Plants in your fish tank can limit algae growth by competing for the same food sources. However, it is believed that some plants give off natural substances that prevent algae growth.
When planted aquariums are done right, they can be perfect little ecosystems that meet the needs of fish and plants alike. When the balance is right, algae growth will be minimal.
If you are overfeeding your fish, the food leftovers will fall into the tank and get sucked up by a filter in your aquarium, creating an increased chance for algae growth. This is because fish waste mixed with decaying fish food produces nutrients to fuel algae’s survival and growth.
A good rule of thumb is to feed no more than they will consume within 2 – 5 minutes, and make sure you give them a day off each week. In this way, you can limit algae growth and create a healthy environment for your fish.
Maintenance And Water Changes
A routine of weekly water changes and monthly cleanings will help control algae in the tank. All tanks accumulate wastes that are nutrients for algae—replacing a percentage of the water once a week reduces these nutrients and makes healthier conditions.
Each month requires rolling up your sleeves to vacuum the substrate, cleaning off decorations with hot water or vinegar solution, replacing the filter if needed before scraping it down with a toothbrush then rinsing everything in freshwater.
Take a hands-on approach to remove algae from your aquarium by using an algae pad or scraper. Use a siphon regularly to manually remove the dislodged algal cells from the aquarium.
How To Handle An Algae Bloom
If your tank water turns green all of a sudden, it’s likely an algae bloom. Water parameters change towards their favorable conditions, allow them to thrive, and can cause rapid growth! This isn’t as scary as it sounds because there are easy solutions.
If you cannot control the algae in your water, it could be because sudden changes have occurred that favor its growth. You first need to determine what caused this change so that you can take steps against future outbreaks of algae.
To fight the situation, simply perform what’s called a water change and introduce fresh, clean water into your tank to take away some of the nutrients that contribute to an alga bloom.
Different Types Of Algae Grow In Fish Tanks
Algae is a general term that refers to many different types of plant-like organisms, and it can cause problems in your water tank if not taken care of immediately. However, there are several types you need to know about as they relate specifically to algae inside an aquarium.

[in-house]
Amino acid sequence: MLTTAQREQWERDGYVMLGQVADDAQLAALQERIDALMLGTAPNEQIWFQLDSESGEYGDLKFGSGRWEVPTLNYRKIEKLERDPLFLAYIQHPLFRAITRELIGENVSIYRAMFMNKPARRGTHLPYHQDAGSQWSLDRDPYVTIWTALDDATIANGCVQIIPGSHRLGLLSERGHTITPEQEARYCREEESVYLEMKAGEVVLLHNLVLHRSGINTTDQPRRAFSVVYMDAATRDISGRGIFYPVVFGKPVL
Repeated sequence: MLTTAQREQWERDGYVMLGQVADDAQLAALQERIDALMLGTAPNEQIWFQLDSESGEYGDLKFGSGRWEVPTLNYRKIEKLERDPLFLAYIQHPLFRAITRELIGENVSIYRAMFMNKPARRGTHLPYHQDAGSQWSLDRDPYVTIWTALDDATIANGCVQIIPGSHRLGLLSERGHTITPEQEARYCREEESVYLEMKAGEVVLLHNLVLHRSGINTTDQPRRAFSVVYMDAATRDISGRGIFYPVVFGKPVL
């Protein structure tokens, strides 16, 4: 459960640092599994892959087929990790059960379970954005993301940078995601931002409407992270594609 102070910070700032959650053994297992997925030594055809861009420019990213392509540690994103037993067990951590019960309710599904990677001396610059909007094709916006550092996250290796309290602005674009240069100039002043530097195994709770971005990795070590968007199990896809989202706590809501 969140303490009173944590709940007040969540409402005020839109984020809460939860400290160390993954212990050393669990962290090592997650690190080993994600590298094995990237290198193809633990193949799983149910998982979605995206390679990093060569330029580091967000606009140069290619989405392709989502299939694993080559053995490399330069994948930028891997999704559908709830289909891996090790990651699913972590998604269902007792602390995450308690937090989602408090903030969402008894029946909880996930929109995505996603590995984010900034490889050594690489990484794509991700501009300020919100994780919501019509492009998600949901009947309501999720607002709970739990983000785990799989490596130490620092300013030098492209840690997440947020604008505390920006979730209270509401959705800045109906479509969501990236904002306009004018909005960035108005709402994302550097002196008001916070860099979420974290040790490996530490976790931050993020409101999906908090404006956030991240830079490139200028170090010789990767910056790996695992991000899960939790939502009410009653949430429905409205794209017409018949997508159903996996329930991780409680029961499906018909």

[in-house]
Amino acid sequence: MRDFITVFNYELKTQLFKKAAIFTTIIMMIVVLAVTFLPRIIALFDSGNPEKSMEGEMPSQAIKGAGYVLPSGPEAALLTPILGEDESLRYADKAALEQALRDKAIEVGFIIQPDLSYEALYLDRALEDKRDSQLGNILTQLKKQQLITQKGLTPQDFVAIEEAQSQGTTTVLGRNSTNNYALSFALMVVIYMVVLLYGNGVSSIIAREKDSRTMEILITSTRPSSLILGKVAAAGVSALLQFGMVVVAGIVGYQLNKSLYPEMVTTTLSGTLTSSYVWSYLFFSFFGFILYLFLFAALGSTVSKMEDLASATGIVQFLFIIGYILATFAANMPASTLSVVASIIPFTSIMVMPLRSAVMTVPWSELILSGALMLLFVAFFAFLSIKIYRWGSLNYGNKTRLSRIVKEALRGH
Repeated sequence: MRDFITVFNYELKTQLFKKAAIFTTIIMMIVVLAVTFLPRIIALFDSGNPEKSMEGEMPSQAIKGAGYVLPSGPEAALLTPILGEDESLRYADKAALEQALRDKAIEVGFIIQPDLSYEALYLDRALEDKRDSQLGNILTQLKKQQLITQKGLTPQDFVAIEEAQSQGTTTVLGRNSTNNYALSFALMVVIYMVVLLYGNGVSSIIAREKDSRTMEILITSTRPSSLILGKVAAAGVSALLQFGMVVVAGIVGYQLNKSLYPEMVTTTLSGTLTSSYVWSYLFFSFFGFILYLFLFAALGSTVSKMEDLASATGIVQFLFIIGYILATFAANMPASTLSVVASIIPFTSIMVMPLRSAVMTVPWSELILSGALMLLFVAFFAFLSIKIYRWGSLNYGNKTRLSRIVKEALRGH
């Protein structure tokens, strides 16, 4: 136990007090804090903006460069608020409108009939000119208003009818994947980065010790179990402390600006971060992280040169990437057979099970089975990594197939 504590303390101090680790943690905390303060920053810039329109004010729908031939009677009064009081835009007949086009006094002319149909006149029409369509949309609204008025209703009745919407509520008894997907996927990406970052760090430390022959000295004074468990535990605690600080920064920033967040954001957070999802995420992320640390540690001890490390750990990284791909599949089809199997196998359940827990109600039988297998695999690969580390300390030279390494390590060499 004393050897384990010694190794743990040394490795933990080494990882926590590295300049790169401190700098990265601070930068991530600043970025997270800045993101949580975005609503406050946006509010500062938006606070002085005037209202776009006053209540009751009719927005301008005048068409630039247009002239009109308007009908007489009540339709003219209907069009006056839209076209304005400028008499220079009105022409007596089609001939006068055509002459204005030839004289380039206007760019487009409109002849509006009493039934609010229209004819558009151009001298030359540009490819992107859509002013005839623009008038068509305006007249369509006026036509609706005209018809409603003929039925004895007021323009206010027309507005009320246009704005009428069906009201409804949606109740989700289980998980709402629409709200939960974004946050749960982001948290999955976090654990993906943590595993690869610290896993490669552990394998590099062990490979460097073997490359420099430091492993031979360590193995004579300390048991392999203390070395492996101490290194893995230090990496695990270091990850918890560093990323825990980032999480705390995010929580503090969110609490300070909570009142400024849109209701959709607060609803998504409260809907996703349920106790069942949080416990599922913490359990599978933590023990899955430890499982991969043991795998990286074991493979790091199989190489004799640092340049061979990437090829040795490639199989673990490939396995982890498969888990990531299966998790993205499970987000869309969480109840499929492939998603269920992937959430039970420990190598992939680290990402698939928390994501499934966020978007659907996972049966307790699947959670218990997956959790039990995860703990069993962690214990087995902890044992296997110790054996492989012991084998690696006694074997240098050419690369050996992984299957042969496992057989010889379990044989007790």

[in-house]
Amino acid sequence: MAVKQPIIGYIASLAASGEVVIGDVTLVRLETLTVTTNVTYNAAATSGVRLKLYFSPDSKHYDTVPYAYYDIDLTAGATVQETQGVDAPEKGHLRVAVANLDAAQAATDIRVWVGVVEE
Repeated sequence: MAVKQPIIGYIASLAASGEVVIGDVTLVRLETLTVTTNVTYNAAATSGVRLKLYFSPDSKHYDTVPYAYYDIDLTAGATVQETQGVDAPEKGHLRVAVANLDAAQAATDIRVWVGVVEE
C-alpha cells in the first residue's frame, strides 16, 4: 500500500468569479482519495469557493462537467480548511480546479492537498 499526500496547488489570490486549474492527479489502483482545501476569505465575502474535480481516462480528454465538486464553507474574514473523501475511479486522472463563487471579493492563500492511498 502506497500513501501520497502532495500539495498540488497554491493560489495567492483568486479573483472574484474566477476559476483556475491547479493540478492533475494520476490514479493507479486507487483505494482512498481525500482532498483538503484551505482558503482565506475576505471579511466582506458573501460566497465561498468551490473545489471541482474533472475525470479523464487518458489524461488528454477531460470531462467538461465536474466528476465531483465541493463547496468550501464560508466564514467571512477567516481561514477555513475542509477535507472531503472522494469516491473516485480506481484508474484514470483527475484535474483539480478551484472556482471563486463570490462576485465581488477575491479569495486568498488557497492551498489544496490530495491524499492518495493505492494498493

Brown Diatom Algae
Brown dust-like Diatom algae might cover your aquarium walls, substrate, and other surfaces. It can be easily rubbed off with an algae scrubber sponge; many animals like to eat it too! Diatom algal blooms are often caused by high levels of phosphates and silicates in newly planted tanks.
Black Beard Algae (BBA)
As the name suggests, BBA grows in thick clumps that usually have a dark or grey color. This alga loves to attach itself to driftwood and plants with no signs of stopping. If left unchecked, it can completely take over your aquarium within months, making it difficult for fish to survive!
Algae that look like wet hair are categorized as ‘hair algae.’ These types of alga can be problematic because they overgrow or are hard to get rid of. They’re generally caused by excess nutrients such as iron, too much light, and insufficient nutrients.
Green Spot Algae (GSA)
Green Spot Algae looks like tiny, hard green spots on the aquarium walls and slower-growing plants that are very difficult to clean off. A lot of things can cause an outbreak, such as too much light or an imbalance in phosphate levels.
Blue-Green Algae (BGA)
Blue-green algae (BGA) is not actually an alga but rather a type of cyanobacteria that grows like a slimy blanket, coating the substrate and decor. It comes with such a distinct smell many fish keepers learn to recognize before it’s visible.
From the perspective of an aquarium owner, I’ve learned a lot and hope to share some insights with you.
If you’ve been looking for a solution to this problem and want some tips on how to get rid of algae in fish tank naturally before it starts affecting your fish population – I hope you’ll find this article helpful.
If you have anything more to know, please leaves a comment below. Thanks for reading this article!